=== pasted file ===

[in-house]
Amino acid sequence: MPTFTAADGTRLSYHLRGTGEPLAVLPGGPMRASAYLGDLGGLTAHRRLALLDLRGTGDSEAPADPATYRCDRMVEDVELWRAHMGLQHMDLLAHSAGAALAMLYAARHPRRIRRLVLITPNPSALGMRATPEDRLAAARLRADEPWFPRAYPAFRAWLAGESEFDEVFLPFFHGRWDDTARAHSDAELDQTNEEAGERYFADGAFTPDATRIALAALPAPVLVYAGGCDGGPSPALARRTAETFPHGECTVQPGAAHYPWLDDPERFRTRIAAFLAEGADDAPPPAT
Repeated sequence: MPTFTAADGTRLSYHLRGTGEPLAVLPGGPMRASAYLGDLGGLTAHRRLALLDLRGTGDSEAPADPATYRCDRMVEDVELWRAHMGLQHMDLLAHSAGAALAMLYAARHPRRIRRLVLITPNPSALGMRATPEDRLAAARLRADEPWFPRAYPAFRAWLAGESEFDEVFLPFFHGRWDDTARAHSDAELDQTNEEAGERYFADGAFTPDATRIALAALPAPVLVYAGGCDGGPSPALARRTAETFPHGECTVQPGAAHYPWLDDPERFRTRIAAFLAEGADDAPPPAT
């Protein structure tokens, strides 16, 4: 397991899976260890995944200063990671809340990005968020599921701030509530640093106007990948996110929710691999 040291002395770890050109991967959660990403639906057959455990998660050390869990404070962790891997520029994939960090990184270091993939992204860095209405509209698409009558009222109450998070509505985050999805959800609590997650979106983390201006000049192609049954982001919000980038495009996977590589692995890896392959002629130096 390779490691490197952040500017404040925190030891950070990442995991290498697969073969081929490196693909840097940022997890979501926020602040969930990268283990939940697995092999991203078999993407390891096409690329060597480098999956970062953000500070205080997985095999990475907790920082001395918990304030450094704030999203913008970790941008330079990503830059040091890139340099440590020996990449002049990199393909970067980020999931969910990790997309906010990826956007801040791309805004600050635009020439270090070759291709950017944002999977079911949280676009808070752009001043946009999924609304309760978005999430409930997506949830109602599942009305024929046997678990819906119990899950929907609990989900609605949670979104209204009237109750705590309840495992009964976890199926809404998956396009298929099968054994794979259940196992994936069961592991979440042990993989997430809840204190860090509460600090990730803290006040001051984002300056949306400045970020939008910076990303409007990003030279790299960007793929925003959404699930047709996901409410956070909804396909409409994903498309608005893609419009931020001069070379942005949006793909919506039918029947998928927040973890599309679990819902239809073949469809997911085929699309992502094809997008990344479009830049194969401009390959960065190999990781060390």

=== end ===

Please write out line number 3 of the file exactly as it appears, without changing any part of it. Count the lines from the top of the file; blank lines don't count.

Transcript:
Repeated sequence: MPTFTAADGTRLSYHLRGTGEPLAVLPGGPMRASAYLGDLGGLTAHRRLALLDLRGTGDSEAPADPATYRCDRMVEDVELWRAHMGLQHMDLLAHSAGAALAMLYAARHPRRIRRLVLITPNPSALGMRATPEDRLAAARLRADEPWFPRAYPAFRAWLAGESEFDEVFLPFFHGRWDDTARAHSDAELDQTNEEAGERYFADGAFTPDATRIALAALPAPVLVYAGGCDGGPSPALARRTAETFPHGECTVQPGAAHYPWLDDPERFRTRIAAFLAEGADDAPPPAT